Meeting Notes for People for Peace, Justice, and Healing

People for Peace, Justice and Healing met on June 4, 2005, at Associated Ministries.

Present for check-in: Louisa, Mark, Sallie S., Sally M., Vivi, Kyle, Sheila, Sol; Laura arrived later.


Vivi described MoveOn ads currently running on the radio, urging Dave Reichart (R-WA 8) to end his support for House Majority leader Tom Delay (R-TX 22). [For more on this subject, see here.]

Legal leafleting is planned at area high schools in the next two weeks; contact Sallie S. to sign up to help. Information about the delayed entry program will be distributed (that 17-year-olds who enlist can still opt out up to the point that they set foot in boot camp).

At Gonzaga University in Spokane last weekend, May 28-30, there was a meeting of Quakers from both programmed and unprogrammed meetings. Particularly inspiring was a workshop with Matt Chandler, a young man whose reading of the Bible led him to join Christian Peacemaker Teams in Iraq. Also, a workshop with Leah Green, founder and director of the Compassionate Listening Project, on “Compassionate Listening: Healing Our World from the Inside Out.”

On Wednesday, Jun. 1, the series organized by Linda Frank at the request of Frances Lorenz of the Center for Spiritual Living,206 N. "J" St., Tacoma. Ed Mast and Linda Bevis made the introductory presentation. See here for the other “Beyond Opposites” events.

Space has been reserved for the Oct. 8 Earth Charter Community Summit at Tacoma Community College, but since it’s a non-sponsored event a fee is to be charged. Negotiations and planning continue.

Next Thursday, June 9, at 7:00 p.m. Penny Rowe is convening the initial meeting of "Sustainable Pierce County" at First United Methodist Church in Tacoma, First United Methodist Church, 423 Martin Luther King Jr. Way, Tacoma. This initial meeting will canvas possibilities for the new organization and explore the meanings of “sustainable.” More information available from Penny at

The group endorsed and signed a letter to the Tacoma City Council on the citizen oversight proposal developed by the Police Accountability Work Group, urging its passage and responding to objections raised by Thomas Orr in a report requested by Councilmember Mile Lonergan. Text appended below.

Question for June 7: Is racism or classism a greater problem for America? The Conversation Café is held on Tuesday from 7:00 p.m. to 8:30 p.m. at the Mandolin Cafe, 3923 S. 12th St., Tacoma. All are welcome; no charge.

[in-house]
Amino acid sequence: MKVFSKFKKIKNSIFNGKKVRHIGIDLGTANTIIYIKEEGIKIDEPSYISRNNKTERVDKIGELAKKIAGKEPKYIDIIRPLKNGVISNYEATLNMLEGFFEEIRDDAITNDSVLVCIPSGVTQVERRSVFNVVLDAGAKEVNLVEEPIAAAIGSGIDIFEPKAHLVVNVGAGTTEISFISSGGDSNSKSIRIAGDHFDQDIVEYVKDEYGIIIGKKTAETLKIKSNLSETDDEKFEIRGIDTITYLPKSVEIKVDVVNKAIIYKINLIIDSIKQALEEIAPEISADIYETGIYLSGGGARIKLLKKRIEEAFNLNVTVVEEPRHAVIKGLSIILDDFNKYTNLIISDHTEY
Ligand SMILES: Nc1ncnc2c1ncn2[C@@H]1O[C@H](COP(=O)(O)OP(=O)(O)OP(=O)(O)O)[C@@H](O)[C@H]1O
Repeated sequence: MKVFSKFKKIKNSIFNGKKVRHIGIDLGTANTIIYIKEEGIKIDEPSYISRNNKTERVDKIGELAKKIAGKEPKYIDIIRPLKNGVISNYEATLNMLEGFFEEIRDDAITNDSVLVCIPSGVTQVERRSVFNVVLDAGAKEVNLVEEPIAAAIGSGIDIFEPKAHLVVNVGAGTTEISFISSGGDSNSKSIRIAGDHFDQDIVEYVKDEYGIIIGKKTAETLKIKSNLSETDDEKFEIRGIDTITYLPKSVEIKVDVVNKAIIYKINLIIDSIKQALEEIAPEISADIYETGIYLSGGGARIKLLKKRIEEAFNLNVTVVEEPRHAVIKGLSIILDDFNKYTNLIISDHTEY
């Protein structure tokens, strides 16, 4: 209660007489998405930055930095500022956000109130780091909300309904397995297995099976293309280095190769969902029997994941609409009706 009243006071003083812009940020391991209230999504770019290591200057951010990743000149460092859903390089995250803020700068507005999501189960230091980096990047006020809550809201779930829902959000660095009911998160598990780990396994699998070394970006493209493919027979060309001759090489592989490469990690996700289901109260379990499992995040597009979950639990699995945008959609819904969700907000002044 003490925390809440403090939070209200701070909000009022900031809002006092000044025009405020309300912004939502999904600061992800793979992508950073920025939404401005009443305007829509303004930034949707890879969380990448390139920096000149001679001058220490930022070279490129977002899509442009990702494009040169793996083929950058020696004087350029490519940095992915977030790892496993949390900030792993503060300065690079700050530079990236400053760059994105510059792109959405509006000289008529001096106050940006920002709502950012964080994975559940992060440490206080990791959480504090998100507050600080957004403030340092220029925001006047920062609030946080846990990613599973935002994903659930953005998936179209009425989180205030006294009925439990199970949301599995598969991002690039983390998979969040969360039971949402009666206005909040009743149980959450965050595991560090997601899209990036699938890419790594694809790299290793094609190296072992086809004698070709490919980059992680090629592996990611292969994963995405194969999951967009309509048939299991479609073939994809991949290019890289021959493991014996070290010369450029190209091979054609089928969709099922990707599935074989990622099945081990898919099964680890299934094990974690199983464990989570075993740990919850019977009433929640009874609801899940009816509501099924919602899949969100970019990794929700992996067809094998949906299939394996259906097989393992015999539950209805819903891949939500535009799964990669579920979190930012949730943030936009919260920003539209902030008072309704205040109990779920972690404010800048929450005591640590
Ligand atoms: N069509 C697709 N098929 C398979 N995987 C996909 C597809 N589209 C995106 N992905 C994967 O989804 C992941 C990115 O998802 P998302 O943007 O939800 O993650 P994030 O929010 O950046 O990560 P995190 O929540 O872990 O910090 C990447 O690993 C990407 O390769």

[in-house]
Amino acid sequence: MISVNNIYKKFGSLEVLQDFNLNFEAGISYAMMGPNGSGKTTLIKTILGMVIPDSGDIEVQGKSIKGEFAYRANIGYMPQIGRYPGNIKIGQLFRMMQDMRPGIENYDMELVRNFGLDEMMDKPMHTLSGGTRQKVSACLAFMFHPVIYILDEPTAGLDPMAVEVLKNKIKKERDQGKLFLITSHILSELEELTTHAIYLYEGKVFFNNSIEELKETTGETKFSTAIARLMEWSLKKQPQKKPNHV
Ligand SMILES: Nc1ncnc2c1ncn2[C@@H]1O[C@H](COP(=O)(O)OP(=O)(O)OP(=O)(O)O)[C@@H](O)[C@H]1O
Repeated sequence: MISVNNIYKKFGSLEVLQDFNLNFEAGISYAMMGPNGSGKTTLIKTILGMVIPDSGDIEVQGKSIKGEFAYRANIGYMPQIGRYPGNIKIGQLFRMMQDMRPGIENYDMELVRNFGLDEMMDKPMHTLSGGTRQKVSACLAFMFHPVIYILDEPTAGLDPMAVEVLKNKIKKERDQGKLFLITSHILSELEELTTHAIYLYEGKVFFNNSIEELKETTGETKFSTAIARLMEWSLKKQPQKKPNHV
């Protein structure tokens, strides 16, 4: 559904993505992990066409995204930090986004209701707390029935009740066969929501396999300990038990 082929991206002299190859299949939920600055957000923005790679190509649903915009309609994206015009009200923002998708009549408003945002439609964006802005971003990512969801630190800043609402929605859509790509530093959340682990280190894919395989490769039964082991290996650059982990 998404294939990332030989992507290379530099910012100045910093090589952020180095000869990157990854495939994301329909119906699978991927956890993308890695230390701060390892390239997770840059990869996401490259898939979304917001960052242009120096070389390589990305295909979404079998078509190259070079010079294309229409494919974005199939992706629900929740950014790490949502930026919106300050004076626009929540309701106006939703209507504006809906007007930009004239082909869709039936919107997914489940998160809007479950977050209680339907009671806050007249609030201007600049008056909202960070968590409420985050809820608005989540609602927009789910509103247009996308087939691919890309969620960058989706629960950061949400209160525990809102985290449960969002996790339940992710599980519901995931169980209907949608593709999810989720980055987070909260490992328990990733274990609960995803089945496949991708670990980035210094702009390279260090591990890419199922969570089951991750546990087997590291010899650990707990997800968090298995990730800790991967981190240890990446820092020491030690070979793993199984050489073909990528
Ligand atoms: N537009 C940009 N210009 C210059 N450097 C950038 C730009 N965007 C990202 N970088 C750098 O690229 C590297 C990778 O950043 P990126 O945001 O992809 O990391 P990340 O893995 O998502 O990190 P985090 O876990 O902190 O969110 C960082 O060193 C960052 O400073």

The group watched the first ten minutes of the first of the three one-hour documentary films that make up The Power of Nightmares, the 2004 BBC documentary by Adam Curtis on how in the latter half of the 20th century politicians turned to the politics of fear as a means of maintaining legitimacy and power, in many cases by exaggerating or manufacturing the fears. The film traces the histories of neoconservatism and radical Islamism, and draws parallels. Agreed that it would be good to show publicly at some future date.

Ideas for flyers discussed, like “fighting for freedom,” a media quiz, questioning what pro-life values really are. Discussion of strategies of persuasion. To be continued.


On Thursday, Jun. 9, from 6:00 p.m. to 7:00 p.m. there will be a rally outside the Federal Building in Tacoma (1717 Pacific Ave.) to call on Norm Dicks to vote “No” on CAFTA and “end his intention to support Bush’s bad trade deal -- CAFTA will hurt workers here and abroad and also undermine local environmental regulations” (quoting from the America in Solidarity/USW flyer). After the rally there will be a 7:00 p.m.-8:00 p.m. forum. Also: call Norm Dicks to express your opposition (253-593-6536).

Meets next on Friday morning, Jun. 24, at 7:00 a.m., at Shakbrah Java, 2618 6th Ave., Tacoma. All who are active locally in progressive groups are welcome. At that meeting there will be a proposal for a 10:00 a.m. Saturday morning on Aug. 13.

Linda Frank’s series on Israeli/Palestinian conflict called “Beyond Opposites” continues this week at the Center for Spiritual Living at 206 N. "J" St., Tacoma. -- Events this week: -- Part 2: Wed., Jun. 8, 7:00 p.m.-9:00 p.m. An introduction to understanding the news about Israel and the Palestinians, and a behind-the-scenes look at what life is really like presently in Israel and the Occupied Palestinian Territories, with Judith Kolokoff, a former regional director with AFSC (American Friends Service Committee), just back from the Middle East, who is one of the more than 10,000 Jewish Americans and others working with Jewish Voice for Peace for an end to the Israeli Occupation. -- Part 3: Fri., Jun. 10, 6:45 p.m.-8:45 p.m. "Rachel: An American Conscience," a riveting film that will help viewers understand what Rachel Corrie was doing in Gaza when she was killed by an Israeli military bulldozer. The film provides some good insight into Palestinian life under Israeli occupation and serves as a useful introduction to the nonviolent resistance of Palestinians and the International Solidarity Movement to the Israeli occupation. -- On the afternoon of Sunday, Jun. 19, will feature the parents of Rachel Corrie and the Nasrallahs, whose house Rachel Corrie was defending when she was killed on Mar. 16, 2003; and a two-day workshop with Deidre Combs on personal conflict resolution is planned for Jun. 17-18. -- See here for a full listing of events and details, or contact Linda Frank at 253-537-1405.